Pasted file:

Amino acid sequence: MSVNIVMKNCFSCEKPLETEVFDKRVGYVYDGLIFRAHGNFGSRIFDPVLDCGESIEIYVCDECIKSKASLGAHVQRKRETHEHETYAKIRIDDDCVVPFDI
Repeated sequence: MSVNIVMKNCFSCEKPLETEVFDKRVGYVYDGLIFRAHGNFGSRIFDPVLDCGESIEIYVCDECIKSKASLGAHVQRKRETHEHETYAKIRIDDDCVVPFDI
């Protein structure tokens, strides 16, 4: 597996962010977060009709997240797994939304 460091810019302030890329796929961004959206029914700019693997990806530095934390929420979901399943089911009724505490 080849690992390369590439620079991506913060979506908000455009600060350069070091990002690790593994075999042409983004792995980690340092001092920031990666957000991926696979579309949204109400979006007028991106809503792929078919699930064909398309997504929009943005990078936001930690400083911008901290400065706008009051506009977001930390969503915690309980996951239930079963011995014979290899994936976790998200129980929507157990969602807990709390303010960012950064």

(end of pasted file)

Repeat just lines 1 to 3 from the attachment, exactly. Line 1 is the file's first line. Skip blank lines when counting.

Amino acid sequence: MSVNIVMKNCFSCEKPLETEVFDKRVGYVYDGLIFRAHGNFGSRIFDPVLDCGESIEIYVCDECIKSKASLGAHVQRKRETHEHETYAKIRIDDDCVVPFDI
Repeated sequence: MSVNIVMKNCFSCEKPLETEVFDKRVGYVYDGLIFRAHGNFGSRIFDPVLDCGESIEIYVCDECIKSKASLGAHVQRKRETHEHETYAKIRIDDDCVVPFDI
């Protein structure tokens, strides 16, 4: 597996962010977060009709997240797994939304 460091810019302030890329796929961004959206029914700019693997990806530095934390929420979901399943089911009724505490 080849690992390369590439620079991506913060979506908000455009600060350069070091990002690790593994075999042409983004792995980690340092001092920031990666957000991926696979579309949204109400979006007028991106809503792929078919699930064909398309997504929009943005990078936001930690400083911008901290400065706008009051506009977001930390969503915690309980996951239930079963011995014979290899994936976790998200129980929507157990969602807990709390303010960012950064």